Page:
Sunday, September 30, 2012

Breadfruit Festival & Cooking Contest Results

Award-winning 'Ulu Gnocchi 

Yesterday we spent the morning at the Breadfruit Festival in Captain Cook, Hawaii. The main aim of the festival is to promote breadfruit use in everyday cooking.

Making 'ulu (breadfruit) poi

The starchy fruit, similar to potato, is a logical replacement for rice, bread, flour, tortillas and potatoes when eaten in the "green" stage. Once the fruit ripens, it can be used in various desserts.

Sam Choy giving a cooking demo

Breadfruit grows abundantly here in the islands, although it is not widely used. We know this because most of our food is imported from abroad, particularly our most common starches. Hopefully attendees were able to learn some new uses for the fruit at the festival, I certainly did.

My 'ulu gnocchi won the heathy choice award!

I currently have a breadfruit and portuguese sausage stew bubbling away in the slow cooker as I type this, inspired by the winning recipe at the cooking contest. My entry, recipe below, got second place in the entree division as well as nabbing the "Healthiest Choice" award of which I am particularly proud. You all know by now how passionate I am about making food that is good for our bodies as well as the 'aina. I hope you will give breadfruit a chance, maybe even by trying the recipe below.

'Ulu (Breadfruit) Gnocchi with Hamakua Mushroom Ragout
serves 4-6

For gnocchi:
1 green breadfruit
1 to 1 1/2 cups flour
2 egg yolks

For ragout:
2 cups alii mushrooms, chopped
½ Maui onion, chopped
1 garlic clove, chopped
3 tablespoons olive oil
1 tablespoon butter
1 tablespoon balsamic vinegar
4-5 sage leaves, chopped
salt & pepper to taste
grated parmesan to serve

Peel, decore, and chop breadfruit into bite sized pieces. Steam in a steamer basket for 20-30 minutes or until soft. Place in a large bowl and mash.

When breadfruit has cooled some, but is still warm, add flour and beaten egg yolks. Use your hands to mix and knead until it becomes a ball of dough. Do not over work the dough. Take a small handful of dough and roll into a tube about ¾ inch in diameter on a floured surface using the tips of your fingers. Cut the tube into 1 inch pieces and press each with your thumb to make a small indentation. Place gnocchi on a wax paper covered cookie sheet and continue with the rest of the dough.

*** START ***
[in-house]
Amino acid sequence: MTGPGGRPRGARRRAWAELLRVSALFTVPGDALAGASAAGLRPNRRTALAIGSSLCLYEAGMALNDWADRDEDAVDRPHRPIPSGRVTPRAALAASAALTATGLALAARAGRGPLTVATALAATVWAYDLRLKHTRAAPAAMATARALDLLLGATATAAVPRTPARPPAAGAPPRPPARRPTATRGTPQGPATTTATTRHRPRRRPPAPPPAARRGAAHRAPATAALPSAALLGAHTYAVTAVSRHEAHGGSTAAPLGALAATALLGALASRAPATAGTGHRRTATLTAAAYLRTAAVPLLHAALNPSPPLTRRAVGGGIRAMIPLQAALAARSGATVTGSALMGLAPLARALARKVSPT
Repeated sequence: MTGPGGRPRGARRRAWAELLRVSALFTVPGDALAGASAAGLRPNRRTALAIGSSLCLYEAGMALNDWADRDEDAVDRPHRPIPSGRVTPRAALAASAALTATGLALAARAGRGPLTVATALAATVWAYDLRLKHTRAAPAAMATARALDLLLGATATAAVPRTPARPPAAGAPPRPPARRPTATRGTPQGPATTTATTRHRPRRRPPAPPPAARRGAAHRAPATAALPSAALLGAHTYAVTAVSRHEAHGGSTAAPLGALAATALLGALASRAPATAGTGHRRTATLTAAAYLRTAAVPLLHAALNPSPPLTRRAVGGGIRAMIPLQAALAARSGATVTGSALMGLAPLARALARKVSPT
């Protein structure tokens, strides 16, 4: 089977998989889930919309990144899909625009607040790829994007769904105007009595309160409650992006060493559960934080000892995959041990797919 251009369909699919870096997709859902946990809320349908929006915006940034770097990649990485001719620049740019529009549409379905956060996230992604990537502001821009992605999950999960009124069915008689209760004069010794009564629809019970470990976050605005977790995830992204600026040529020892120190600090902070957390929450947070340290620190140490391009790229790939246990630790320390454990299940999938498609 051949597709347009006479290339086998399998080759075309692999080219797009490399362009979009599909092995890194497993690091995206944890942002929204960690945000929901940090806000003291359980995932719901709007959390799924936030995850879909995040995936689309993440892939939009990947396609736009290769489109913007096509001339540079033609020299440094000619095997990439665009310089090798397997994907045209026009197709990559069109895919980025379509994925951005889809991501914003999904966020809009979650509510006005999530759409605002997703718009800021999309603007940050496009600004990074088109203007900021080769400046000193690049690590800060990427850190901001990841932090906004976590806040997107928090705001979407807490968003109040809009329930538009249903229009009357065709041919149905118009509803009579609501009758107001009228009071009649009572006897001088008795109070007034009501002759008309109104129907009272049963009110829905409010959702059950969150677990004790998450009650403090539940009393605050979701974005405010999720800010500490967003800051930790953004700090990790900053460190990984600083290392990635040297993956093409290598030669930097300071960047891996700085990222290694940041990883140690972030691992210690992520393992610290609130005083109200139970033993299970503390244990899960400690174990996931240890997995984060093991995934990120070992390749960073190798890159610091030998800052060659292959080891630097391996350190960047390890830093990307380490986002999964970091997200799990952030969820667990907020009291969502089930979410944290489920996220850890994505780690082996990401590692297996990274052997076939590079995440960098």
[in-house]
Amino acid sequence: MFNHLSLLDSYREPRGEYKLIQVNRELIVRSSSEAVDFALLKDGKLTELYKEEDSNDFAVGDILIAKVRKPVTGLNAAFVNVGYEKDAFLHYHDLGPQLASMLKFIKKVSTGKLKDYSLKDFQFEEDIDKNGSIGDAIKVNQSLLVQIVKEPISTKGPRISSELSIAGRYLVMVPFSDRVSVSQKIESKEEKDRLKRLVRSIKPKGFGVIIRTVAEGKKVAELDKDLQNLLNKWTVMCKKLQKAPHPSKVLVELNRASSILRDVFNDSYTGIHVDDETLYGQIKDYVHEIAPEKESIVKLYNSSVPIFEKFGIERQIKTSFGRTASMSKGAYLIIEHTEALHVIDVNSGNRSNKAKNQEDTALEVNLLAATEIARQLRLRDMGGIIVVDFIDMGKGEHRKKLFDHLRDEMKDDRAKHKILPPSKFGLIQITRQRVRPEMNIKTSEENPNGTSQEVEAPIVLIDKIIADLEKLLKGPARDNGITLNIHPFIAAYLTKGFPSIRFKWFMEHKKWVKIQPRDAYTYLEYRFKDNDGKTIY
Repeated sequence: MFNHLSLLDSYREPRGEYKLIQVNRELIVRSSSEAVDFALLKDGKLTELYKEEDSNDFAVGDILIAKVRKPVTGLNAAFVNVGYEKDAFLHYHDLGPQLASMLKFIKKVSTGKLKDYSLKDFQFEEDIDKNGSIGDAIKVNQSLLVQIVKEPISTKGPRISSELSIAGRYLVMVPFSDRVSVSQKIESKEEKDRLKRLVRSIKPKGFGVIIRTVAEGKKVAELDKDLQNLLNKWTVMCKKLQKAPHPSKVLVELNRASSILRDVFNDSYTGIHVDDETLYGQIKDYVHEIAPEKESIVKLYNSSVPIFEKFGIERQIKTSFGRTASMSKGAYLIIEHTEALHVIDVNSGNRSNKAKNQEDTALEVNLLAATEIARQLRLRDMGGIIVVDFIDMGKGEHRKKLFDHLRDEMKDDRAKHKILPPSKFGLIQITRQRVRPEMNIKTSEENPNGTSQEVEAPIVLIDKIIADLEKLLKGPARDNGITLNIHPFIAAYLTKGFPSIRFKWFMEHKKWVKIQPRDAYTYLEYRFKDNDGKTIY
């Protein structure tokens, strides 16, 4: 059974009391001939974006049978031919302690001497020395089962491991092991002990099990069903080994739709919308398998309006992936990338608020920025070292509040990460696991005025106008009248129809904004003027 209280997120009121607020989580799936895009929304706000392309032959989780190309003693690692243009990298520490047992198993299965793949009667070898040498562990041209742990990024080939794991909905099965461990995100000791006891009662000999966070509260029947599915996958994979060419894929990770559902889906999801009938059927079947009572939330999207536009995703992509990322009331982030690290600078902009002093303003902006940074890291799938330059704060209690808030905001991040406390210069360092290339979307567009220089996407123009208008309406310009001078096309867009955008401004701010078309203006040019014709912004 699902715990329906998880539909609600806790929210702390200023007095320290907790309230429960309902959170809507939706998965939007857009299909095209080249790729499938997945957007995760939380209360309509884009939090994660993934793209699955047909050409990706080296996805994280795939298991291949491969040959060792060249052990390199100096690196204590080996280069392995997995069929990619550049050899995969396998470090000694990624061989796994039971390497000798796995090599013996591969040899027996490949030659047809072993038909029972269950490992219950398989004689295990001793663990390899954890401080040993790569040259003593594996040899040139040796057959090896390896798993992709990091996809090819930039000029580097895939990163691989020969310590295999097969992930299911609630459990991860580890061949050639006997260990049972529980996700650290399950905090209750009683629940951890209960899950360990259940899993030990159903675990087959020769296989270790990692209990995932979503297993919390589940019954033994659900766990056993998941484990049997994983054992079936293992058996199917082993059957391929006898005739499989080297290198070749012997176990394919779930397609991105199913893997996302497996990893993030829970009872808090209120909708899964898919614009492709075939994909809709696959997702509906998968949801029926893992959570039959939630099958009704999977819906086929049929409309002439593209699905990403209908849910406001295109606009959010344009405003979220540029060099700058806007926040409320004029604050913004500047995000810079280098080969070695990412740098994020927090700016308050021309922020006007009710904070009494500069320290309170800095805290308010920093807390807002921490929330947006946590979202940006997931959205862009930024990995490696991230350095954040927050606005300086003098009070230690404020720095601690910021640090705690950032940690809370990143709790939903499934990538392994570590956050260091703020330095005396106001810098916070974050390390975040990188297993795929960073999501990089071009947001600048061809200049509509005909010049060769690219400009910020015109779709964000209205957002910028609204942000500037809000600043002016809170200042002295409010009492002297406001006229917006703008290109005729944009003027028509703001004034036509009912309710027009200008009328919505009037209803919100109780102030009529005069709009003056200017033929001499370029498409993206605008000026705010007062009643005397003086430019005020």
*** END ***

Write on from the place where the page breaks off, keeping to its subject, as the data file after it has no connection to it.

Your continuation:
Begin making the ragout by saut√©ing onion, garlic, and mushrooms in the olive oil over medium heat until soft, adding salt and pepper to taste as you go. Add the balsamic vinegar and sage, cover and turn off heat. 

To cook the gnocchi, bring a salted pot of water to a boil. Add a cup or so of gnocchi to the pot at a time, boiling for 1-2 minutes or until gnocchi float to the surface. Remove from the water with a slotted spoon and boil the next batch. Take care not to crowd the gnocchi, this is why we cook them in batches. 

Toss cooked gnocchi in the ragout and top with freshly grated parmesan cheese, if desired. Enjoy!


  1. Gwen, your gnocchi were delicious and I'm so happy for you that it won the Healthiest Choice!
    I thought the dish was also simply but beautifully presented.
    Mahalo for entering the contest and I hope to taste more of your dishes in future!

  2. I LOVE breadfruit! I'm a huge caribbean food fan, but didn't realize it grew in HI too. Just another reason for me to come and visit!

  3. Mahalo for showing us locally sustainable (and easily available and inexpensive), nutritious, AND delectable food and for sharing your recipes.


Aloha Saturdays with Maggy reader! Thank you for your comments, I love hearing your thoughts and feedback.


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